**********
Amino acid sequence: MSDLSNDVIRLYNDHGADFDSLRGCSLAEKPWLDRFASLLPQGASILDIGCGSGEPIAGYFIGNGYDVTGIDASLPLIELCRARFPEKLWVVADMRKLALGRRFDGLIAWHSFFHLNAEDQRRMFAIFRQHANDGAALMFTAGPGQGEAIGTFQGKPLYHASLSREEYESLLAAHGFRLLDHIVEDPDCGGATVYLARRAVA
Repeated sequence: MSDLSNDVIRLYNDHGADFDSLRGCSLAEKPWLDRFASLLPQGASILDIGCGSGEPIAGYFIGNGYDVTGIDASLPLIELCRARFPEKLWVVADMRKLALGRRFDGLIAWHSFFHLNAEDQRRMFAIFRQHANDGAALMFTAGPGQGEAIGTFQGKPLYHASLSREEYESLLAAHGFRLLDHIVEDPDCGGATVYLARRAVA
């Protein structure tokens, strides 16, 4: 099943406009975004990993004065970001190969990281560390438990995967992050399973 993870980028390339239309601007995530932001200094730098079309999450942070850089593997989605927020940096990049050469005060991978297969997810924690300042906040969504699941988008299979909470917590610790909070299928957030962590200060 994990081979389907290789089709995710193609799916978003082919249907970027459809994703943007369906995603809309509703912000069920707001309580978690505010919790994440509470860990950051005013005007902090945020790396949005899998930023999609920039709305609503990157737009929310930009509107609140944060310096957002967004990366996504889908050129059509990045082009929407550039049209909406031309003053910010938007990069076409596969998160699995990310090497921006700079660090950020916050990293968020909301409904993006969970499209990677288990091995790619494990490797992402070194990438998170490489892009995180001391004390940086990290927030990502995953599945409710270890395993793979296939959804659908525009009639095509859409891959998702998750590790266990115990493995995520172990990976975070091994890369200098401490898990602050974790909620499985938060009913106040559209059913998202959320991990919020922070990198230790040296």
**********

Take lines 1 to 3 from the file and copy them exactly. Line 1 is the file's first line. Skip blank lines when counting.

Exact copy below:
Amino acid sequence: MSDLSNDVIRLYNDHGADFDSLRGCSLAEKPWLDRFASLLPQGASILDIGCGSGEPIAGYFIGNGYDVTGIDASLPLIELCRARFPEKLWVVADMRKLALGRRFDGLIAWHSFFHLNAEDQRRMFAIFRQHANDGAALMFTAGPGQGEAIGTFQGKPLYHASLSREEYESLLAAHGFRLLDHIVEDPDCGGATVYLARRAVA
Repeated sequence: MSDLSNDVIRLYNDHGADFDSLRGCSLAEKPWLDRFASLLPQGASILDIGCGSGEPIAGYFIGNGYDVTGIDASLPLIELCRARFPEKLWVVADMRKLALGRRFDGLIAWHSFFHLNAEDQRRMFAIFRQHANDGAALMFTAGPGQGEAIGTFQGKPLYHASLSREEYESLLAAHGFRLLDHIVEDPDCGGATVYLARRAVA
């Protein structure tokens, strides 16, 4: 099943406009975004990993004065970001190969990281560390438990995967992050399973 993870980028390339239309601007995530932001200094730098079309999450942070850089593997989605927020940096990049050469005060991978297969997810924690300042906040969504699941988008299979909470917590610790909070299928957030962590200060 994990081979389907290789089709995710193609799916978003082919249907970027459809994703943007369906995603809309509703912000069920707001309580978690505010919790994440509470860990950051005013005007902090945020790396949005899998930023999609920039709305609503990157737009929310930009509107609140944060310096957002967004990366996504889908050129059509990045082009929407550039049209909406031309003053910010938007990069076409596969998160699995990310090497921006700079660090950020916050990293968020909301409904993006969970499209990677288990091995790619494990490797992402070194990438998170490489892009995180001391004390940086990290927030990502995953599945409710270890395993793979296939959804659908525009009639095509859409891959998702998750590790266990115990493995995520172990990976975070091994890369200098401490898990602050974790909620499985938060009913106040559209059913998202959320991990919020922070990198230790040296």